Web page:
Sustainable Development in Ruby, Part 3: Delegation

In our “last episode”: we were augmenting @FMTP::Message@ classes to deal with messages split across multiple packets. As is often the case, fixing one problem revlealed another. What with the unstable weather patterns in Oz – you never know when a spacetime-ripping tornado will appear out of nowhere – our flying monkeys sometimes get blown off course, and arrive out of order. This results in jumbled messages and angry Wicked Witches.

We’ve submitted a revised FMTP RFC to the Flying Monkey Transport Protocol Working Group, but it’s anyone’s guess how long that will take to become an official recommendation. Until then, we’ve taken to embedding another bit of metadata in the message text itself. Messages now look like this:

In order to work conveniently with these enhanced messages, we need some new accessors on the @FMTP::Message@ class:

  • A revised @#end?@ method which uses the new header instead of the now-deprecated “ENDENDEND” token.
  • A new @#seq_num@ accessor to tell us which message in a multi-message sequence this is.
  • A new @#total_num@ accessor to tell us how many total messages are expected as part of the sequence.
  • A modified @#data@ accessor which will return just the message data, minus the message ordering header.

Sounds like it’s time to inject some more methods. But not so fast. I prefer to use the inject method pattern when I only need to add one trivial method. When I need to add or modify more than one method, a few other techniques are better suited. One of the most powerful techniques is delegation.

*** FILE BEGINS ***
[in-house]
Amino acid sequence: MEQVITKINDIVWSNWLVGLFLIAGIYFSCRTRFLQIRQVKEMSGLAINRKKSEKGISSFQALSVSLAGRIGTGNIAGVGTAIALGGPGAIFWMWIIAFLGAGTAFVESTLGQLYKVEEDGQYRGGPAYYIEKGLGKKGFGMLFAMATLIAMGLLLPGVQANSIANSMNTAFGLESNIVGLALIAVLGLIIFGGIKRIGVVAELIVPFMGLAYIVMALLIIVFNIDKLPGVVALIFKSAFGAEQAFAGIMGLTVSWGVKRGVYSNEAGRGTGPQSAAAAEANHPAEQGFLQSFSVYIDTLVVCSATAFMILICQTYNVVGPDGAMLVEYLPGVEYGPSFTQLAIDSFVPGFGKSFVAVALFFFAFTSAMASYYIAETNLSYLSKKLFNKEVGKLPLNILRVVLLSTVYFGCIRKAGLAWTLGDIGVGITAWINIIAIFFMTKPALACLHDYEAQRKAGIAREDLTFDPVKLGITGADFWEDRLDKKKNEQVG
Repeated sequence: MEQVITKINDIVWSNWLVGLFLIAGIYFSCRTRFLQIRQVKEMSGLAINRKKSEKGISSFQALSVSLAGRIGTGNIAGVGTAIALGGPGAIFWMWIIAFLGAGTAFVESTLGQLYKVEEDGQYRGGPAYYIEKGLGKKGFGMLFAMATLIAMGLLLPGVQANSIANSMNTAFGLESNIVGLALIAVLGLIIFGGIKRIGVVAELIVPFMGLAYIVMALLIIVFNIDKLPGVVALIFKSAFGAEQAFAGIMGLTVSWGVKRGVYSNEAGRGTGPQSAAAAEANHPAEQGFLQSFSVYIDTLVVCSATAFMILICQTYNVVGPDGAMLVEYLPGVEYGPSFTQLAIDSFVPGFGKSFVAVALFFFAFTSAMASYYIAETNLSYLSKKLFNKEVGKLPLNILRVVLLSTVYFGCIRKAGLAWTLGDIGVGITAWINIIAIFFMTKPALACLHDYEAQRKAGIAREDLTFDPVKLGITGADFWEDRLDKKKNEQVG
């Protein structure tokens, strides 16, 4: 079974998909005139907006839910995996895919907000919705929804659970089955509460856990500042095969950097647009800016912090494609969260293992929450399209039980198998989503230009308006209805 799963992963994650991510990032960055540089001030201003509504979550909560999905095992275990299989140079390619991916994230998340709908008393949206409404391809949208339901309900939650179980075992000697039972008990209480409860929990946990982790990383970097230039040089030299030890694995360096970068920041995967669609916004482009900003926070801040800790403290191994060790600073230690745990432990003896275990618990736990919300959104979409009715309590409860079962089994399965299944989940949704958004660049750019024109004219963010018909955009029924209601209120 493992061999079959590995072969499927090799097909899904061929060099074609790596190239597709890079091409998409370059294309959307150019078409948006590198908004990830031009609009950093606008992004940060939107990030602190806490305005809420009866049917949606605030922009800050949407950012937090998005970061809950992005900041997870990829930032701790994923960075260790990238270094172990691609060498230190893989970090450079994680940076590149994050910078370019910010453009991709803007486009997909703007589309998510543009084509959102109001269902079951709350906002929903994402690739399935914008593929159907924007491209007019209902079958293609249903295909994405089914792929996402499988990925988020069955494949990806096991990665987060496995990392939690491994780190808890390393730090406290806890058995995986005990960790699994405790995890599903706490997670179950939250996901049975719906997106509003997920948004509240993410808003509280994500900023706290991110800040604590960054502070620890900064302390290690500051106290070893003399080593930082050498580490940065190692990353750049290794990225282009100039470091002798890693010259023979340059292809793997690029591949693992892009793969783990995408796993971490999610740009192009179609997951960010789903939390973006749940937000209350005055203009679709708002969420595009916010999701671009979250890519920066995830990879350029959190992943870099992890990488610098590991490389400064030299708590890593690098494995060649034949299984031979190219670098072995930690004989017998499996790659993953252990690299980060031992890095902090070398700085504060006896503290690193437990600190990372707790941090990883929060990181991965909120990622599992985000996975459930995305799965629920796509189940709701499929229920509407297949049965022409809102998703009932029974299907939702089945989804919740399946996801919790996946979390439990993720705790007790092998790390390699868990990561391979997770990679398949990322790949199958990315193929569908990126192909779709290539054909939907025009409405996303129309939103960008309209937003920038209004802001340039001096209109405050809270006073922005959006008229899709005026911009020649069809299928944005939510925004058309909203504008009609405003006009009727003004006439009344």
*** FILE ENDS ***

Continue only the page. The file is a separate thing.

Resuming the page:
“Delegation”: has a long history of use in object-oriented languages. In some languages using it can be quite labor-intensive to implement. In Ruby it is so trivially easy that it’s a little surprising it isn’t used more often.

Here’s an example of a delegate class that implements the requirements above:

We use this class by replacing the line that previously read:

With this code:

There are a few things worth noting about this approach:

  • Using a delegate gives us a safe namespace sandbox to play in. This code defines four methods, a constant, and three instance variables. In particular, note that we define our own @data instance variable. If we were monkey patching, or even subclassing, @FMTP:Message@, we would run the risk of inadvertently overriding or overwriting one of the @FMTP::Message@ constants, methods, or instance variables. With delegation, however, we can define pretty much anything we want without having to be concerned with collisions.
  • Note that @#data@ uses @super@ to delegate to @FMTP::Message@, just as if we were writing a subclass. This is a convenience of using the standard @delegate@ library.
  • [NEW] While it’s not really demonstrated in the code above, I should point out that any @FMTP::Message@ methods not explicitly overridden on @OrderedMessage@ will be delegated directly to the wrapped @FMTP::Message@ object.
  • An added benefit of using the delegate pattern is that it is very easy to test our additions to @FMTP::Message@ in isolation. Here is the actual RSpec spec I used to develop the code above:

Using delegation to extend @FMTP::Message@, we don’t need to instantiate an actual @FMTP::Message@ object in order to test our modifications. All we have to do is stub the methods of @FMTP::Message@ that we actually use in the delegate. This can be a real win when we are working with a third-party library which has extensive and/or poorly-documented dependencies.

h3. Applicability

Consider using delegation when:
* Vendor code controls instantiation of the target.
* Your code is the primary client of the target.
* You need to make more than one addition or modification to the target’s interface.

h3. Caveats

Be aware that delegates produces with the @delegate@ library are not perfect stand-ins for their target objects. In particular, by default the delegate object will have a different @id@ and @object_id@. This is easy to correct, but you should be aware of it, especially when working with @ActiveRecord@, which uses @id@ to associate objects with rows in the DB.